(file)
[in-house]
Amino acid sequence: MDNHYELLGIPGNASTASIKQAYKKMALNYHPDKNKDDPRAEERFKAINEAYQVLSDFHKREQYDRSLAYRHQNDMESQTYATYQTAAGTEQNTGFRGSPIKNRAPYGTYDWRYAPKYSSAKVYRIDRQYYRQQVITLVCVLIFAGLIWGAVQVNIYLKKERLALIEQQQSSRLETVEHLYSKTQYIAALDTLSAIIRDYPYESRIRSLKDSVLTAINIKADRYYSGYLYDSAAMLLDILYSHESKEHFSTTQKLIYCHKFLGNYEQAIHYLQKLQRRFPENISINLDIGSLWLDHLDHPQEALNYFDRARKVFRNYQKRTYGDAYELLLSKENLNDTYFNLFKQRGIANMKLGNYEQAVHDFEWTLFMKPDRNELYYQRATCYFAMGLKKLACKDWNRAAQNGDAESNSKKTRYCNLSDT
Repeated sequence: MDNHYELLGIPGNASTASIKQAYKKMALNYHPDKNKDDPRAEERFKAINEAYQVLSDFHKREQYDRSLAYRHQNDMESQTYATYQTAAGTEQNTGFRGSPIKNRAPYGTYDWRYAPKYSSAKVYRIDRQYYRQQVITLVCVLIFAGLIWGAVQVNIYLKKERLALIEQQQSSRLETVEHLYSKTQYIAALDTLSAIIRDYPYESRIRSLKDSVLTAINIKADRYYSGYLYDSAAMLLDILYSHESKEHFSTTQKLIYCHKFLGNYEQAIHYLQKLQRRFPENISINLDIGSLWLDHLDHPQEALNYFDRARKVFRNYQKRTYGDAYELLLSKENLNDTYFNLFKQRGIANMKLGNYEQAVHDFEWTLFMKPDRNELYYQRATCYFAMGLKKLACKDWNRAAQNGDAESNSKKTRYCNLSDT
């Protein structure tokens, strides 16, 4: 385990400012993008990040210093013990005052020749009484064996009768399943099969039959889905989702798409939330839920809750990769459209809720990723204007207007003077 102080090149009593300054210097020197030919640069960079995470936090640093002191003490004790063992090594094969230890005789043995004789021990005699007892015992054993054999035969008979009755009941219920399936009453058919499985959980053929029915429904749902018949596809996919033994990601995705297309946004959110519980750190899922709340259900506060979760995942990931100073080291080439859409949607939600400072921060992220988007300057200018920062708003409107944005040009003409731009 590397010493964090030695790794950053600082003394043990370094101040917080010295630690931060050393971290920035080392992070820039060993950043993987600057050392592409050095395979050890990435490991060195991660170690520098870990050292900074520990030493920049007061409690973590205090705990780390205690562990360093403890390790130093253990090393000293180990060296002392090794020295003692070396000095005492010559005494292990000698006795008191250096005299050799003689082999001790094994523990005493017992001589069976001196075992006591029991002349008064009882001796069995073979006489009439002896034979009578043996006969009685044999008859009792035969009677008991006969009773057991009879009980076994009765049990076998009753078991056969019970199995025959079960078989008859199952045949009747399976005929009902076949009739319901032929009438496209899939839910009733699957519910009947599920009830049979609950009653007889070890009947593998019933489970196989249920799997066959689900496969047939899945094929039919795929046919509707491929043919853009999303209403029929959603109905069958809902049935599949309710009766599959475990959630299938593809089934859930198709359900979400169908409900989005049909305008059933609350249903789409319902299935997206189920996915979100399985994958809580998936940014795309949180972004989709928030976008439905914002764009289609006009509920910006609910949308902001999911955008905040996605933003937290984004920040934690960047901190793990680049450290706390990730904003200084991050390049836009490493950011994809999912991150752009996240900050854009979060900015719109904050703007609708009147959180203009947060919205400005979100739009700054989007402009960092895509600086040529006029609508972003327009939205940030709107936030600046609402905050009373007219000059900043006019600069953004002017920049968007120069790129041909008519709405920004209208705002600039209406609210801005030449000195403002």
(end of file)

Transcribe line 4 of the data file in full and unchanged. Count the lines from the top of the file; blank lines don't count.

């Protein structure tokens, strides 16, 4: 385990400012993008990040210093013990005052020749009484064996009768399943099969039959889905989702798409939330839920809750990769459209809720990723204007207007003077 102080090149009593300054210097020197030919640069960079995470936090640093002191003490004790063992090594094969230890005789043995004789021990005699007892015992054993054999035969008979009755009941219920399936009453058919499985959980053929029915429904749902018949596809996919033994990601995705297309946004959110519980750190899922709340259900506060979760995942990931100073080291080439859409949607939600400072921060992220988007300057200018920062708003409107944005040009003409731009 590397010493964090030695790794950053600082003394043990370094101040917080010295630690931060050393971290920035080392992070820039060993950043993987600057050392592409050095395979050890990435490991060195991660170690520098870990050292900074520990030493920049007061409690973590205090705990780390205690562990360093403890390790130093253990090393000293180990060296002392090794020295003692070396000095005492010559005494292990000698006795008191250096005299050799003689082999001790094994523990005493017992001589069976001196075992006591029991002349008064009882001796069995073979006489009439002896034979009578043996006969009685044999008859009792035969009677008991006969009773057991009879009980076994009765049990076998009753078991056969019970199995025959079960078989008859199952045949009747399976005929009902076949009739319901032929009438496209899939839910009733699957519910009947599920009830049979609950009653007889070890009947593998019933489970196989249920799997066959689900496969047939899945094929039919795929046919509707491929043919853009999303209403029929959603109905069958809902049935599949309710009766599959475990959630299938593809089934859930198709359900979400169908409900989005049909305008059933609350249903789409319902299935997206189920996915979100399985994958809580998936940014795309949180972004989709928030976008439905914002764009289609006009509920910006609910949308902001999911955008905040996605933003937290984004920040934690960047901190793990680049450290706390990730904003200084991050390049836009490493950011994809999912991150752009996240900050854009979060900015719109904050703007609708009147959180203009947060919205400005979100739009700054989007402009960092895509600086040529006029609508972003327009939205940030709107936030600046609402905050009373007219000059900043006019600069953004002017920049968007120069790129041909008519709405920004209208705002600039209406609210801005030449000195403002």